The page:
The Vision of Hamid Ali






This came to him by night—the ganja burnt
To powder, and the City sunk in sleep.
Azizun of the Dauri Bagh; the Pearl;
And Hamid Ali of the Delhi Gate
Were present, when the Muezzin called to prayer
At midnight from the Mosque of Wuzeer Khan,
Drinking the ganja, drowsy with its fumes
Above the dying chillam. I, the Scribe,
Was with them and the words I write are true;
(Albeit Hamid spoke against the Twelve
And Islam and the Prophet. God is judge
Whether the ganja moved him or his soul.)

Azizun's anklets tinkled when she turned
In slumber; and the Pearl of Courtezans
Laughed softly at some fancy of her brain,
Born of the ganja. Hamid Ali lay
As dead upon the cushions by the door
For half a watch; and then he cried to me:—
"The thing is hopeless and an idle dream!
I saw it even now. O Moulvie! write!"
(Before the Perfect Flower had dulled our brains,
Azizun; Hamid Ali; I; the Pearl,
Spoke of the Prophet and the other Christ
Our rulers worship; and men's minds in Roum;
And whether Islam shall arise again
And drive the Christ across the Western sea
As people hold shall be in two more years,
When from the North the Armies of the North
Pour like the Indus and our rulers fly,
And Islam and the Sword make all things clean.)
I wrote—my brain was heavy with the drug:—
"The Mosque has fallen. Hamid Ali saw
The kashi on the gateways peel and flake;
The domes sink inwards and the minarets
Break at the base and crumble like the dust:
The wind uplifts in Sind and leaves again
No bigger than an ant-hill. It has fallen.
I, Hamid, saw and knew the meaning. Turn,
Turn ye to slumber. Fold your hands and sleep.
Ours was an idle dream." The Pearl laughed low:—
"I dreamt no dream but ye. My breasts are real;
My lips; my love, O Hamid! Nothing else,
Nor Islam nor the Prophet nor the Twelve.
Turn ye to slumber. Fold your hands and sleep."
And Hamid answered:— "Fold your hands and sleep
Not yet till ye have heard the vision. Write!"
(I wrote and marvelled, as the Muezzin called.)
"Nor Islam, nor the Prophet, nor the Twelve,
Nor Christ, nor Buddha, nor the other gods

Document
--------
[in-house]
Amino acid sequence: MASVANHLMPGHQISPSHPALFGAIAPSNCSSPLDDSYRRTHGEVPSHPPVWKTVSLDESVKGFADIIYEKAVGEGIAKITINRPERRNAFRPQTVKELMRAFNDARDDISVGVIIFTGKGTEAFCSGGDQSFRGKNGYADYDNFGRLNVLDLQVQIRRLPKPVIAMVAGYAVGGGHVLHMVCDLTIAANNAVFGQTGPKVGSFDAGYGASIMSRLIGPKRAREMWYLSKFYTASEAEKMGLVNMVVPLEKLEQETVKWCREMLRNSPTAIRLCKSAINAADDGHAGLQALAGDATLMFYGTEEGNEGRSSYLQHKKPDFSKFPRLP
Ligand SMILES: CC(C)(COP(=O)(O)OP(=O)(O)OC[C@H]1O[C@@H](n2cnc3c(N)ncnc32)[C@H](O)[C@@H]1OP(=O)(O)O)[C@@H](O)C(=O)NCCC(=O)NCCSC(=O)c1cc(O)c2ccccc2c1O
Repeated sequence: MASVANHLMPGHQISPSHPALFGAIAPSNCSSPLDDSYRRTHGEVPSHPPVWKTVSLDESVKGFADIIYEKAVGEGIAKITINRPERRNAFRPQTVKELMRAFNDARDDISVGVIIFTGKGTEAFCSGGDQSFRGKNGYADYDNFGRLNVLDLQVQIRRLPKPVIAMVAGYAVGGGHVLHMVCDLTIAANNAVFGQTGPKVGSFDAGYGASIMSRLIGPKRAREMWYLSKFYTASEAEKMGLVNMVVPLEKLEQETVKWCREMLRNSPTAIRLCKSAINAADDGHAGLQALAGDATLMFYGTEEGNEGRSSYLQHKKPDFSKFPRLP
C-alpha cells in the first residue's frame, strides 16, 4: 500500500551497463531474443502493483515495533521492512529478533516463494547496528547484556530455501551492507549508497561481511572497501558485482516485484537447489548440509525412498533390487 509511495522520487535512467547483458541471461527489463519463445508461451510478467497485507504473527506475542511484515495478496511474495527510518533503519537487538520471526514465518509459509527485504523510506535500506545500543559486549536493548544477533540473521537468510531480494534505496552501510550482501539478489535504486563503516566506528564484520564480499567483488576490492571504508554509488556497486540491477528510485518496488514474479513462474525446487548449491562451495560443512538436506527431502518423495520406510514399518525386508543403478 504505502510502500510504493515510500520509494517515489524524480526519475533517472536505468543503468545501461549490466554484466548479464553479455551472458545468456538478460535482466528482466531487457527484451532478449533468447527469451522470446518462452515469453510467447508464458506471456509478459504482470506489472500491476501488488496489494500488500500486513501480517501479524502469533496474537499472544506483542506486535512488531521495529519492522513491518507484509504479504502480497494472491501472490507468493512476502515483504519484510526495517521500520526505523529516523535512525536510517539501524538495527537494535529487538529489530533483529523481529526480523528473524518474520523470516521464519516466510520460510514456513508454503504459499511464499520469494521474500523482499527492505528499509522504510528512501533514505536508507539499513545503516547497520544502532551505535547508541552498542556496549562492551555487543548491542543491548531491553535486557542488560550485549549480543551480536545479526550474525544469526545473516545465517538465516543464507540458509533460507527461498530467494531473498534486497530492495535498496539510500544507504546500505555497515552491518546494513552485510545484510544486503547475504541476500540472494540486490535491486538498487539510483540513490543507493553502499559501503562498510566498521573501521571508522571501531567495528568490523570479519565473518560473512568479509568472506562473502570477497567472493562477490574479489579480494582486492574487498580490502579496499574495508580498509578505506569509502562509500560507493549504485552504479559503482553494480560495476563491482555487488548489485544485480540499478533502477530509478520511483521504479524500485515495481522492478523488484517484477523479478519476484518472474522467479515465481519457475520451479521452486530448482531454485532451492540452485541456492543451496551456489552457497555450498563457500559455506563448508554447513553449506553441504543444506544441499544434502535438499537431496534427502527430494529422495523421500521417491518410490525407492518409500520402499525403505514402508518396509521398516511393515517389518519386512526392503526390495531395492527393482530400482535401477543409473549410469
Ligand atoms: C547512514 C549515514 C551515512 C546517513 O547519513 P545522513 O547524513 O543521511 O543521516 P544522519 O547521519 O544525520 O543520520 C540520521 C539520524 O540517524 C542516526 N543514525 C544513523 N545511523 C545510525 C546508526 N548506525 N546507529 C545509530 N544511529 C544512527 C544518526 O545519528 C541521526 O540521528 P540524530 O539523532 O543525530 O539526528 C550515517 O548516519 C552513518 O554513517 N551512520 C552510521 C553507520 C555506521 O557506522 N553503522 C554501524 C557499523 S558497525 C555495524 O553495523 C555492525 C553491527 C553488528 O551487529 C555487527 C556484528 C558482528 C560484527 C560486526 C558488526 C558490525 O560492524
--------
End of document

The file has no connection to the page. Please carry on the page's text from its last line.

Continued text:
Avail us. Lo! The Mosque fell into dust;
And with it fell the Prophet and the Twelve;
The Banner and the Crescent rang below,
And with them fell the Cross, the Wheel, the Flowers;
Parvati broken at the waist, and He,
The calm-eyed Buddha, handless, crushed and maimed.
The Priests with these. I, Hamid, saw them fall
And knew our dream was hopeless. Never more
The Banner or the Cross will lift themselves.
(Write, Moulvie) Underneath the Seven Stars,
Blood red and golden, to the dark plain's verge
There swept the sharp edge of a monstrous sword
That lit the firmament as does the sun;
And blood was falling from the haft and point;
And where it fell the Mosques of all the lands
Fell also, burnt with fire; and the Priests
Cried to the Heavens that their gods were dead,
And none remained to feed their ministers
Or tend the altars; and the great sword fell
Above Mahomet and the other men,
And broke into ten thousand drops of blood
Before it faded and I woke to you,
Azizun and the Pearl. I, Hamid, saw
And read the meaning of the vision!"
Soft
The anklets tinkled as Azizun woke
Then Hamid hollow-eyed rose from the couch
And staggered doorward—but the Pearl withstood
And only laughed:—"Oh, Hamid, will you take
Me for your Prophet if I read the dream?"
And Hamid answered;—"Surely. It is writ"—
Whereat the Pearl laughed louder:—"Is it writ?
Who wrote, and wherefore? Let the vision go,
For I at least am real".
Then the dawn ...
Swept like a sea into the gully. I,
Still heavy with the ganja, held my peace
And marvelled that a man should so blaspheme ....
God grant it was the ganja. Otherwise
Hamid is lost for ever, with the Pearl.